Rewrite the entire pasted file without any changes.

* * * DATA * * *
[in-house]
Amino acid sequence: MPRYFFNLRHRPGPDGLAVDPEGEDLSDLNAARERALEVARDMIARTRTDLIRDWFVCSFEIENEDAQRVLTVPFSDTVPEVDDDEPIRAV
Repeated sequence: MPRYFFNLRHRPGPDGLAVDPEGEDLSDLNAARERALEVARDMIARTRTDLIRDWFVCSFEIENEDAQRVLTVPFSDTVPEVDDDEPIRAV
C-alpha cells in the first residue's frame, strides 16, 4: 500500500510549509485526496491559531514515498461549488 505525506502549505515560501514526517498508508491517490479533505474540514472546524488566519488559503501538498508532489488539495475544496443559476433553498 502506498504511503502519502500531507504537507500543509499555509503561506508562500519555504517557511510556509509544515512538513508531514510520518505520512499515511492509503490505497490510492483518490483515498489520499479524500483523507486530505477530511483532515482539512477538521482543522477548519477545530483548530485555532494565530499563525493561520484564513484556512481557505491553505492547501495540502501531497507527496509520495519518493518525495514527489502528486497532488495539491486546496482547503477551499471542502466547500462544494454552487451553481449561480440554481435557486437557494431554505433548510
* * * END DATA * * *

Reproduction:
[in-house]
Amino acid sequence: MPRYFFNLRHRPGPDGLAVDPEGEDLSDLNAARERALEVARDMIARTRTDLIRDWFVCSFEIENEDAQRVLTVPFSDTVPEVDDDEPIRAV
Repeated sequence: MPRYFFNLRHRPGPDGLAVDPEGEDLSDLNAARERALEVARDMIARTRTDLIRDWFVCSFEIENEDAQRVLTVPFSDTVPEVDDDEPIRAV
C-alpha cells in the first residue's frame, strides 16, 4: 500500500510549509485526496491559531514515498461549488 505525506502549505515560501514526517498508508491517490479533505474540514472546524488566519488559503501538498508532489488539495475544496443559476433553498 502506498504511503502519502500531507504537507500543509499555509503561506508562500519555504517557511510556509509544515512538513508531514510520518505520512499515511492509503490505497490510492483518490483515498489520499479524500483523507486530505477530511483532515482539512477538521482543522477548519477545530483548530485555532494565530499563525493561520484564513484556512481557505491553505492547501495540502501531497507527496509520495519518493518525495514527489502528486497532488495539491486546496482547503477551499471542502466547500462544494454552487451553481449561480440554481435557486437557494431554505433548510